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What I bought – 26 March 2008

by  in Comic News Comment
What I bought – 26 March 2008

Ah, the joy of dropping comics from my pull list.  I dropped one outright and read another but didn’t buy it, and I’m happy with my decision.  It’s definitely quality over quantity this week!

Blue Beetle #25 by John Rogers (writer), Rafael Albuquerque (artist), Guy Major (colorist), and Swands (letterer).  $2.99, 22 pgs, FC, DC. 

I’ve only been buying this title for ten issues, but it feels like I’ve been reading it forever.  I really have to go back and buy the first 15 issues, because even if the early issues aren’t great, it would be kind of cool to read the whole 25-issue epic.  And what an epic.  Rogers manages to wrap this whole thing up without a double-sized, padded issue, as he strips this down to the bones, gets all the heroes together (and for fans of the Giffen/DeMatteis Justice League, how awesome is that cover?), and they kick Reach ass.  Yes, the good guys win, but it’s so ridiculously entertaining that it doesn’t matter that we know that.  It’s always about how they win, and Rogers flies around from scene to scene, keeping us guessing about what will happen next, adding plenty of drama, some humor, some romance, and tons of action.  And it’s clever - Jaime doesn’t always use force to win, and the way he alerts Batman about what to do is inspired.  And if you bemoan the loss of heroism in today’s comics, Jaime is truly heroic and even compassionate toward the bad guys.  As a superhero comic, you really can’t do better than this book.  Of course, now Rogers is leaving for a hiatus (or is he writing the all-Spanish issue next time?), but I have high hopes for Will Pfeifer’s story arc.  That won’t make it sell any better, because Pfeifer hasn’t been able to get people to buy Catwoman, but if DC doesn’t stick him with any stupid crossovers, the quality should stay up.  I’m just glad DC allowed this book to reach issue #25 so Rogers could finish his story.  And damn, Albuquerque’s art is tremendous.

I have a couple of issues/questions.  This is, presumably, an all-ages book, and it should be.  There’s no gratuitous blood spurting everywhere and no women hanging out of their shirts.  But at one point, Paco curses.  Now, it’s done the stupid way – #&%$ – but there’s no reason for it to be in this book, and I know I’m just being an old fogey, but I didn’t like it.  I could have even dealt with a “hell” – Jaime says “damn” earlier in the book – but the use of the stupid fake cursing annoys me (or maybe it is supposed to be “hell,” and DC considers “damn” less damaging to our psyches than “hell”).  It’s less egregious in more “adult” superhero comics, but here, it’s weird.  The other thing that is strange is (and I guess this is a SPOILER) what happens between Paco and Brenda.  I know they’ve been flirting for awhile, but why would they pretend their kiss didn’t happen?  Did I miss something in the early issues between these two?  Come on, Paco and Brenda – go for it!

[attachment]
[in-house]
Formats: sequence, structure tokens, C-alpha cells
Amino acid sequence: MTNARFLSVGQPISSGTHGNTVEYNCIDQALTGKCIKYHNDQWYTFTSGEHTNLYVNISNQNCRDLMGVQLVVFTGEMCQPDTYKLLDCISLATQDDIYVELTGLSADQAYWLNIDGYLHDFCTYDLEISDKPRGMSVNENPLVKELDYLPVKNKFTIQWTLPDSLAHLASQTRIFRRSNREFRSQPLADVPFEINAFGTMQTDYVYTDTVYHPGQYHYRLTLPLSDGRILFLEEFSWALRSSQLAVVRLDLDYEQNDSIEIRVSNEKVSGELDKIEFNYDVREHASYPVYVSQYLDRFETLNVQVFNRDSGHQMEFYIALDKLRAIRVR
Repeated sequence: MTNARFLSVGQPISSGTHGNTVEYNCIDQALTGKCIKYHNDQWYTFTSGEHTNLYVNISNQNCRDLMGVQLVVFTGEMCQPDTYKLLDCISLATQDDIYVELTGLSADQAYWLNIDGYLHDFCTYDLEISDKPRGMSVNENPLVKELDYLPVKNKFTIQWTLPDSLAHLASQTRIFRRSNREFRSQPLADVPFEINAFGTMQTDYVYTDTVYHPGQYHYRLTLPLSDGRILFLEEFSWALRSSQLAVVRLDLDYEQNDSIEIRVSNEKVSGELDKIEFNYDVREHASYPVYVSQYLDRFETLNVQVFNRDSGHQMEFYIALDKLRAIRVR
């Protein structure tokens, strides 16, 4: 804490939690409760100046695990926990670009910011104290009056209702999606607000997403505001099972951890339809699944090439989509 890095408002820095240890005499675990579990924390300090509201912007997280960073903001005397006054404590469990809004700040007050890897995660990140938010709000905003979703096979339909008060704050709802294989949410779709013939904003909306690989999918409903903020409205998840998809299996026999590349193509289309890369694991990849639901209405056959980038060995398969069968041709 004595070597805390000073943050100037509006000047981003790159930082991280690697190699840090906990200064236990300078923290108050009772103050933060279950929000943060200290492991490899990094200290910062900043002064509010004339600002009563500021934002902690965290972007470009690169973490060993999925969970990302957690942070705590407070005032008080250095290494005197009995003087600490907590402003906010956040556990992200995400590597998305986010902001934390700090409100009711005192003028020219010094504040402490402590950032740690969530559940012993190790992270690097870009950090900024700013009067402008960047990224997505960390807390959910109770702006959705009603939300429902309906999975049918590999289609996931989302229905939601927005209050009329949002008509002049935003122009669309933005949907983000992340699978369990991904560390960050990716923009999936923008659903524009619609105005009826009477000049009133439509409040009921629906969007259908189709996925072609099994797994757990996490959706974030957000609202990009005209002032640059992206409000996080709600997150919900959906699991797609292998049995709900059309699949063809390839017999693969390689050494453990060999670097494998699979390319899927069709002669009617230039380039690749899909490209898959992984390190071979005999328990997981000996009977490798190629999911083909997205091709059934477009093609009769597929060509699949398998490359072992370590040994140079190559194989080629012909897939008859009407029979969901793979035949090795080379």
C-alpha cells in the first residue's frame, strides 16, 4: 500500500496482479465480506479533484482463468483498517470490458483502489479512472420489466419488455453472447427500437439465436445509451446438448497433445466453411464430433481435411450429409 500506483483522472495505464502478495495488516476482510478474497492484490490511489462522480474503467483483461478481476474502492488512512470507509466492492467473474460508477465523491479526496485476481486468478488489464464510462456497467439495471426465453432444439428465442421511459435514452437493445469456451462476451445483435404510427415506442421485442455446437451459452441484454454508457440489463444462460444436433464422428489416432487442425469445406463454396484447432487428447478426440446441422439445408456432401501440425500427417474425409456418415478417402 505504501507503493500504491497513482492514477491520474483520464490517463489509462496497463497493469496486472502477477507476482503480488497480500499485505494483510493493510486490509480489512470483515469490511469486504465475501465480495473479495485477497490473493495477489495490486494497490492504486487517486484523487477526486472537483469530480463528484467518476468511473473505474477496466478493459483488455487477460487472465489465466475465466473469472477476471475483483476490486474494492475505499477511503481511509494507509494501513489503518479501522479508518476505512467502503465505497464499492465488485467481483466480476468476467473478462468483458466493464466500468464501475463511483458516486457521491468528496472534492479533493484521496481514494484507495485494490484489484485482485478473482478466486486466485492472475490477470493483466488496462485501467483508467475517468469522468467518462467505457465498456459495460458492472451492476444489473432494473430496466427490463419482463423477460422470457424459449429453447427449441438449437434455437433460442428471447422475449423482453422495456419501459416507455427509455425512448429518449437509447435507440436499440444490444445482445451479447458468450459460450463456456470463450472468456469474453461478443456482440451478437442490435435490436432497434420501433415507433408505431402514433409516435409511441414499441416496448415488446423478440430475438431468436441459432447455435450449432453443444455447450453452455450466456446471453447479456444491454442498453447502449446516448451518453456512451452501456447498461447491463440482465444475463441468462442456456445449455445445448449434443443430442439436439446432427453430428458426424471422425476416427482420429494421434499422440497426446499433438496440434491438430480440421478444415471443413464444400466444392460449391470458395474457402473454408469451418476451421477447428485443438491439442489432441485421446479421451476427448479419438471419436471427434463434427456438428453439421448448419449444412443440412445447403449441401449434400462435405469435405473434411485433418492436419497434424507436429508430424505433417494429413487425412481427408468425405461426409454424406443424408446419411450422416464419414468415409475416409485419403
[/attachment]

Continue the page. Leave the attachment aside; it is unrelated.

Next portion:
Anyway, this is excellent.  DC should put out an Omnibus Edition of the entire series.  That’s right!

Daredevil #106 by Ed Brubaker (writer), Paul Azaceta (artist), Matt Hollingsworth (colorist), and Chris Eliopoulos (letterer).  $2.99, 22 pgs, FC, Marvel.

I have been buying Daredevil since its new inception, and I enjoy Ed Brubaker’s writing, but I decided after last issue that I was going to drop it.  It was too relentlessly depressing for what seems like no reason except sadism, and I can get that in my marriage!  Luckily, I can still read comics for free, so I picked the latest issue up to see if I made a mistake.

Well, I didn’t.  This is a pause issue, as next issue Greg Rucka comes on board for another long story arc.  Therefore, this just re-affirms the status quo and sets everything up for more.  And … it’s relentlessly depressing for what seems like no reason except sadism.  Everyone in Matt Murdock’s life comments on how he’s going completely over the edge, and it basically tells us what we have seen over the past 20 or so issues.  It’s horribly bleak, and just for fun, Brubaker piles another dog turd on Matt’s life when the doctor tells him he can’t see Milla anymore.  Unfortunately, there’s nothing in here that makes me think I made a mistake in dropping this book.  Rucka and Brubaker’s arc is called “Cruel and Unusual.”  Yeah, that sounds fun.

Yes, I still like Criminal, which is also somewhat depressing.  That book, however, is more interesting, because of the way Brubaker writes the stories and because he has developed each character so well.  He hasn’t really done a lot with Matt, despite the fact that he’s good with characterization.  It’s not that the book stinks, because it’s well written and the artists do a good job (Azaceta matches the noir tone of the script well), but I have no interest of reading the absolute destruction of Matt Murdock over and over.

Drain #6 by C. B. Cebulski (writer), Sana Takeda (artist), and Cory Petit (letterer).  $2.99, 27 pgs, FC, Image.